A producer has the controlling position over all areas of a digital video film's production, and that includes post-production. Here are some common tasks a producer does once the film has finished filming.
Fix It In Post
Post-production is where a film really comes together, and the amount of work that must be done is as diverse as any area of production. During this process the producer is still the ringleader; helping coordinate all aspects of the film. Though positions and specified tasks are fluid and subject to change, there are still some producer tasks that are common among most productions.
It is important for the producer to consult with the editor on several occasions. They are not as involved with this process as the director, but they still need to have an open communication with them. They have to be able to explain some of the expectations of the production, what it should look like, and what plans there are for it later. The same should go with the musical director or score composer, but the interaction is not as detailed as with the director.
One of the most important tasks for the producer is to look over the director’s cut of the film. This is where you can make suggestions, give notes, and talk about the practical considerations for the film. This is one of the areas where the producer and director may have to compromise on disagreements over the final film. After that is done the final cut of the film will get produced, and the producer must be there to approve that as well.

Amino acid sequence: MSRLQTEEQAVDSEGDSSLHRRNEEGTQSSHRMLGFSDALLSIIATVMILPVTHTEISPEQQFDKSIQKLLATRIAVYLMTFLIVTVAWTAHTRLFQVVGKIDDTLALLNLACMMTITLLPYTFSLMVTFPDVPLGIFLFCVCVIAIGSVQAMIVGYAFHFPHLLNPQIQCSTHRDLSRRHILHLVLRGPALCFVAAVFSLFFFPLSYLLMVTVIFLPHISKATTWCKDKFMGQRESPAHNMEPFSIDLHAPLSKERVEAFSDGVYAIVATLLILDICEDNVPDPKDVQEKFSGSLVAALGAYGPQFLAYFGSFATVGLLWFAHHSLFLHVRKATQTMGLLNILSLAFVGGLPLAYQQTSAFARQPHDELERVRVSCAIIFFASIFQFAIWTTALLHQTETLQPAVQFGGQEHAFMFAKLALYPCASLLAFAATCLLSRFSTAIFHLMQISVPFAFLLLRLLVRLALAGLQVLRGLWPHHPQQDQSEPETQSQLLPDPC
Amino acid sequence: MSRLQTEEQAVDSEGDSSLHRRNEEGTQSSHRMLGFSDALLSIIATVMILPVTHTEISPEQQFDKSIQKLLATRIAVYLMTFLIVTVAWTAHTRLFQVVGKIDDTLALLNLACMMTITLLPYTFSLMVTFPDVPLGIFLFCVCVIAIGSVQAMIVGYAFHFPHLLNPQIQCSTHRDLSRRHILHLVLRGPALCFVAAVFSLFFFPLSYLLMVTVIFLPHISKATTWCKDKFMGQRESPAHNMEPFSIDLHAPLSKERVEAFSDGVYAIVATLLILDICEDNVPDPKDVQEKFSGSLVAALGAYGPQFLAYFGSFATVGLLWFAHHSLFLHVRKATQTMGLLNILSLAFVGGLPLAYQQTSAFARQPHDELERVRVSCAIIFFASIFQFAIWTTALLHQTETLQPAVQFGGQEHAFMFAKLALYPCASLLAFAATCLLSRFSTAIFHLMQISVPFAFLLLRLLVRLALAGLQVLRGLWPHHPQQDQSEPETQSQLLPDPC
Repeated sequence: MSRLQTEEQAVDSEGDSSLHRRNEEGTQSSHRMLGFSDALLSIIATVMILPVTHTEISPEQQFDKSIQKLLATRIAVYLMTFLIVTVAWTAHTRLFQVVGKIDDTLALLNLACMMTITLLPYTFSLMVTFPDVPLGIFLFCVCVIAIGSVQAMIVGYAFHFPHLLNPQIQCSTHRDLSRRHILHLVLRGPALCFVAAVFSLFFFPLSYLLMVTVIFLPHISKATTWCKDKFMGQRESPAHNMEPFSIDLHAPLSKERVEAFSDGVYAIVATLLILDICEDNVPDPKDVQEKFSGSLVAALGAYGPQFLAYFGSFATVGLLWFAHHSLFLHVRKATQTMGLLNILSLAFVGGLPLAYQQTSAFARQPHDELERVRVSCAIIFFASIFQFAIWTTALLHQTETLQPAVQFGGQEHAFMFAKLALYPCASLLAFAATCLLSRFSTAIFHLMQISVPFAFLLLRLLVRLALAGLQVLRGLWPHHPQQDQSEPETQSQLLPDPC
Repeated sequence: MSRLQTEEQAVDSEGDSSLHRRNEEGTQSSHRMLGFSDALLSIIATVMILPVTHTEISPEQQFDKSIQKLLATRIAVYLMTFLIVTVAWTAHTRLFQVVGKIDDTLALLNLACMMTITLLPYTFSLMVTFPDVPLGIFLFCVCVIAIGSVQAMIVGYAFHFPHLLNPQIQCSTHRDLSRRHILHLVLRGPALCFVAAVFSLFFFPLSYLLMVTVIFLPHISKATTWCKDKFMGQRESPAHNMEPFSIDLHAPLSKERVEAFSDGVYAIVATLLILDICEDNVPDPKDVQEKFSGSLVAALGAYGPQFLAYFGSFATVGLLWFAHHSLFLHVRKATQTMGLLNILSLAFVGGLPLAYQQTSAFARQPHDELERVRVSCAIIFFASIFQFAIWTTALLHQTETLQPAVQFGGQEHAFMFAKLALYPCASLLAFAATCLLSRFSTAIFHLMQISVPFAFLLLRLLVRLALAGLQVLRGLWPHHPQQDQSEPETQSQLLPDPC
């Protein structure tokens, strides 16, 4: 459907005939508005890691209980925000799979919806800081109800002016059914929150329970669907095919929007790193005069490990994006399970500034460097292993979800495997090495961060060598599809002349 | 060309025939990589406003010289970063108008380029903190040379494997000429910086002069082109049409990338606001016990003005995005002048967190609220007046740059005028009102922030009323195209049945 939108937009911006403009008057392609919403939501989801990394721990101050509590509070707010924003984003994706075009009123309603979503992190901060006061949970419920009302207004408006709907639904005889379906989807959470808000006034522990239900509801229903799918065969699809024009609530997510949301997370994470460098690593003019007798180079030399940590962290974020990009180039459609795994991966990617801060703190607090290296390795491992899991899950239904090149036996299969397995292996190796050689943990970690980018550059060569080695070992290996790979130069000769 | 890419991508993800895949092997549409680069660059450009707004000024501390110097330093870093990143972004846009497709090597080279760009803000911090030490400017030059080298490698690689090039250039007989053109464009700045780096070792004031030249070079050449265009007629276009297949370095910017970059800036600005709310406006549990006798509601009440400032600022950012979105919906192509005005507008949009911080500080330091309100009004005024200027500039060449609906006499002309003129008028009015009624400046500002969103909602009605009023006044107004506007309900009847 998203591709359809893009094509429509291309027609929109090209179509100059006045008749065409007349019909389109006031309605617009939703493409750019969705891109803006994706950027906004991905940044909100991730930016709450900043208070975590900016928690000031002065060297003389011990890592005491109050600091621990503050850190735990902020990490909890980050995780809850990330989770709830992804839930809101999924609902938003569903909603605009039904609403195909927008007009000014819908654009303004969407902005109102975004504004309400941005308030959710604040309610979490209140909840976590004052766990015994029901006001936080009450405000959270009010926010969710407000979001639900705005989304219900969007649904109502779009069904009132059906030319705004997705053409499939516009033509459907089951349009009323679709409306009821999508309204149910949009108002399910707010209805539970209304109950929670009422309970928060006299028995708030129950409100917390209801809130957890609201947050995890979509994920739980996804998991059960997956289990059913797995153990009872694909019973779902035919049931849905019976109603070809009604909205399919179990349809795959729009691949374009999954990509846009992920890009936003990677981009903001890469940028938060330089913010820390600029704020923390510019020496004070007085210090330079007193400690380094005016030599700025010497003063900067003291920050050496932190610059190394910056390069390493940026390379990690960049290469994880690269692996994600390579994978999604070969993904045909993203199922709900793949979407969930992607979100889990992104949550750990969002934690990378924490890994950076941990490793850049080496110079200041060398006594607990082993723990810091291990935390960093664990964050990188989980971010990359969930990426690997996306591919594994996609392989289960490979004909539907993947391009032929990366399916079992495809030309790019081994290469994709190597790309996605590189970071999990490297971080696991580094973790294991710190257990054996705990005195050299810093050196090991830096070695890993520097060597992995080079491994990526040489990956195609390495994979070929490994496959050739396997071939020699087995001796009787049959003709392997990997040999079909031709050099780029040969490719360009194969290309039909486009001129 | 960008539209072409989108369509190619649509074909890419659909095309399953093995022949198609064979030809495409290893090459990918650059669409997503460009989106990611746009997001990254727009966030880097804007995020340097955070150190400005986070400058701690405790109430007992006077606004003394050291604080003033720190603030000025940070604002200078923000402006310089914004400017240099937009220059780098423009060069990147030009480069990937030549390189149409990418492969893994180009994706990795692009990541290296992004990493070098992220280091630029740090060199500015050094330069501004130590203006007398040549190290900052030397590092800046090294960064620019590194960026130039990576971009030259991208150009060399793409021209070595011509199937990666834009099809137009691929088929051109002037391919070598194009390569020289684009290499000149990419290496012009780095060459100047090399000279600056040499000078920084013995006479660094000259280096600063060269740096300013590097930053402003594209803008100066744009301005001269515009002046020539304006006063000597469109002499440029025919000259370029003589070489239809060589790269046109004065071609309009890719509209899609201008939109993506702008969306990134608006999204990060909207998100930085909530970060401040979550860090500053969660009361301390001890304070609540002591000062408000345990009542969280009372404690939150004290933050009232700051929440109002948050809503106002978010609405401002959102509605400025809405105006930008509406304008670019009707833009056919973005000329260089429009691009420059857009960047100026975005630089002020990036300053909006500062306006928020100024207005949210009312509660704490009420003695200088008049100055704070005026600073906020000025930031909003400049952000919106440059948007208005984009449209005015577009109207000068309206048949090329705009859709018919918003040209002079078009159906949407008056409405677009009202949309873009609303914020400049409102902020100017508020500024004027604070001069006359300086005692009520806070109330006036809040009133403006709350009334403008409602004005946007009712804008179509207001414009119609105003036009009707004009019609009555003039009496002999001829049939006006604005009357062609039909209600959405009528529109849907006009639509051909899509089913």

The producer may have to act as a supervisor for a number of departments. This can include sound, music, and dialogue looping sessions. They essentially make sure everything stays on track in terms of budget and overall vision.
Once this is done they must oversee the printing of the film, making sure it maintains standards for sale and distribution. They will then consult on distribution and marketing plans, making sure that it all stays within the model they approved in pre-production.
The producer has more authority overall in a film, even though the director makes most of the creative decisions. Take every aspect of post-production into consideration and keep a close eye on every thing that happens.